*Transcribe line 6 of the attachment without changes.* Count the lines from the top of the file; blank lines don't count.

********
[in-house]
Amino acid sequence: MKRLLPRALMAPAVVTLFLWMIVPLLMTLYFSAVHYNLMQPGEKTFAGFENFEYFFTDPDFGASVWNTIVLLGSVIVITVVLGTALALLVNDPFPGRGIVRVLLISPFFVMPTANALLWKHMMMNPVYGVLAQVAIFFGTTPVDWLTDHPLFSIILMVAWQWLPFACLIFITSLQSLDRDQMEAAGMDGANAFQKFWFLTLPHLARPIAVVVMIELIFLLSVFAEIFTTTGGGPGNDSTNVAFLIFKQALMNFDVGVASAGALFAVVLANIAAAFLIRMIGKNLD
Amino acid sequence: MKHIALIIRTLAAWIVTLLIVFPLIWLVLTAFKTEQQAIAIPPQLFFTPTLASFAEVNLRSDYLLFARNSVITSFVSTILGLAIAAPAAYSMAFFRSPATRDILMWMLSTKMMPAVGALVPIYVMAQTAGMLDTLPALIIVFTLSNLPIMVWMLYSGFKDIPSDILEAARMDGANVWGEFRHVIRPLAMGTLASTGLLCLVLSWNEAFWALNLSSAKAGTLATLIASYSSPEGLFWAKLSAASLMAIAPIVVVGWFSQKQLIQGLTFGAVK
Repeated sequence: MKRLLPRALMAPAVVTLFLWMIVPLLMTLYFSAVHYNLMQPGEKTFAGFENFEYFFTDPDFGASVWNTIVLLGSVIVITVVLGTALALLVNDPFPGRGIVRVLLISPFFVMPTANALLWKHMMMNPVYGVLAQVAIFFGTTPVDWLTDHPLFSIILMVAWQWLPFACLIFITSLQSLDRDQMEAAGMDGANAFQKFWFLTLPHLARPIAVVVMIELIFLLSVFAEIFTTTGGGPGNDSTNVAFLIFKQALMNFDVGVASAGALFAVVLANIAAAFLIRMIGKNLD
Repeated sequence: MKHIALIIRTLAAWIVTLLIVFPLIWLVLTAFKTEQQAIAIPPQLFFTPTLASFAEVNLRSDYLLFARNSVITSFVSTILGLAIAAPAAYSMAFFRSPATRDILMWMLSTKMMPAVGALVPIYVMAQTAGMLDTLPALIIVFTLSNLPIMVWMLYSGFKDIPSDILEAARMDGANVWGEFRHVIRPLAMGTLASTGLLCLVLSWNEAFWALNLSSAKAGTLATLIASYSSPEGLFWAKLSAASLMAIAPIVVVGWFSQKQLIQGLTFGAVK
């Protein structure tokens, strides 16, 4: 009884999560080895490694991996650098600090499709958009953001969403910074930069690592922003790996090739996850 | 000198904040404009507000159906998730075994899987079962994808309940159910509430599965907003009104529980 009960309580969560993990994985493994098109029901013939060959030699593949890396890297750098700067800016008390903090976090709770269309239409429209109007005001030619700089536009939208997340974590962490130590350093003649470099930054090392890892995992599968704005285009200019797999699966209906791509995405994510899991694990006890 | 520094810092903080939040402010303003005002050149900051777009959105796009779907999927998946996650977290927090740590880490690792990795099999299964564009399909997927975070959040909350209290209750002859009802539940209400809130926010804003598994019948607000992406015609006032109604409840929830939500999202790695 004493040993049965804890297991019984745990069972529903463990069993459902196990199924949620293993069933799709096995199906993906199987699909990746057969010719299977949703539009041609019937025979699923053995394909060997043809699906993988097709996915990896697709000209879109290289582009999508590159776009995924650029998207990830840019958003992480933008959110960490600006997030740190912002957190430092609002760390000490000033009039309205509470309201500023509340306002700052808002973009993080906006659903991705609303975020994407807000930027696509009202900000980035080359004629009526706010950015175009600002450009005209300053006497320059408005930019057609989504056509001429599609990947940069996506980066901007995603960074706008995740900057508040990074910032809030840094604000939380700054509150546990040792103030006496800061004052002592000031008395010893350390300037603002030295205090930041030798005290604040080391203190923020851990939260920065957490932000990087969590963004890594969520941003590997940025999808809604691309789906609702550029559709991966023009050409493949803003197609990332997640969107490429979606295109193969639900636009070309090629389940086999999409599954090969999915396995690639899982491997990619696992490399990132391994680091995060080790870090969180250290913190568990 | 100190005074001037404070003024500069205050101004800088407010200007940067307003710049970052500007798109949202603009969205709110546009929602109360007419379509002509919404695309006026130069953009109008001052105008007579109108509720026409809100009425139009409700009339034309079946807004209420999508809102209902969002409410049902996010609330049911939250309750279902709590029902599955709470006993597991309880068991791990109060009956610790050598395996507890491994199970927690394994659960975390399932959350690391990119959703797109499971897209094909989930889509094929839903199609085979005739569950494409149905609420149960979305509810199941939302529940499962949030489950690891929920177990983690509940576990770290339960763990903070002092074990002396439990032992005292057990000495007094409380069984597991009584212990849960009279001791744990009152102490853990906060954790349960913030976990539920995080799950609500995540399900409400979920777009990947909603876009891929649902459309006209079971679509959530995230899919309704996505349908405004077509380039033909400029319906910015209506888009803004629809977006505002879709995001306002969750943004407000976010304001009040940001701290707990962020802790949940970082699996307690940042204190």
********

């Protein structure tokens, strides 16, 4: 009884999560080895490694991996650098600090499709958009953001969403910074930069690592922003790996090739996850 | 000198904040404009507000159906998730075994899987079962994808309940159910509430599965907003009104529980 009960309580969560993990994985493994098109029901013939060959030699593949890396890297750098700067800016008390903090976090709770269309239409429209109007005001030619700089536009939208997340974590962490130590350093003649470099930054090392890892995992599968704005285009200019797999699966209906791509995405994510899991694990006890 | 520094810092903080939040402010303003005002050149900051777009959105796009779907999927998946996650977290927090740590880490690792990795099999299964564009399909997927975070959040909350209290209750002859009802539940209400809130926010804003598994019948607000992406015609006032109604409840929830939500999202790695 004493040993049965804890297991019984745990069972529903463990069993459902196990199924949620293993069933799709096995199906993906199987699909990746057969010719299977949703539009041609019937025979699923053995394909060997043809699906993988097709996915990896697709000209879109290289582009999508590159776009995924650029998207990830840019958003992480933008959110960490600006997030740190912002957190430092609002760390000490000033009039309205509470309201500023509340306002700052808002973009993080906006659903991705609303975020994407807000930027696509009202900000980035080359004629009526706010950015175009600002450009005209300053006497320059408005930019057609989504056509001429599609990947940069996506980066901007995603960074706008995740900057508040990074910032809030840094604000939380700054509150546990040792103030006496800061004052002592000031008395010893350390300037603002030295205090930041030798005290604040080391203190923020851990939260920065957490932000990087969590963004890594969520941003590997940025999808809604691309789906609702550029559709991966023009050409493949803003197609990332997640969107490429979606295109193969639900636009070309090629389940086999999409599954090969999915396995690639899982491997990619696992490399990132391994680091995060080790870090969180250290913190568990 | 100190005074001037404070003024500069205050101004800088407010200007940067307003710049970052500007798109949202603009969205709110546009929602109360007419379509002509919404695309006026130069953009109008001052105008007579109108509720026409809100009425139009409700009339034309079946807004209420999508809102209902969002409410049902996010609330049911939250309750279902709590029902599955709470006993597991309880068991791990109060009956610790050598395996507890491994199970927690394994659960975390399932959350690391990119959703797109499971897209094909989930889509094929839903199609085979005739569950494409149905609420149960979305509810199941939302529940499962949030489950690891929920177990983690509940576990770290339960763990903070002092074990002396439990032992005292057990000495007094409380069984597991009584212990849960009279001791744990009152102490853990906060954790349960913030976990539920995080799950609500995540399900409400979920777009990947909603876009891929649902459309006209079971679509959530995230899919309704996505349908405004077509380039033909400029319906910015209506888009803004629809977006505002879709995001306002969750943004407000976010304001009040940001701290707990962020802790949940970082699996307690940042204190």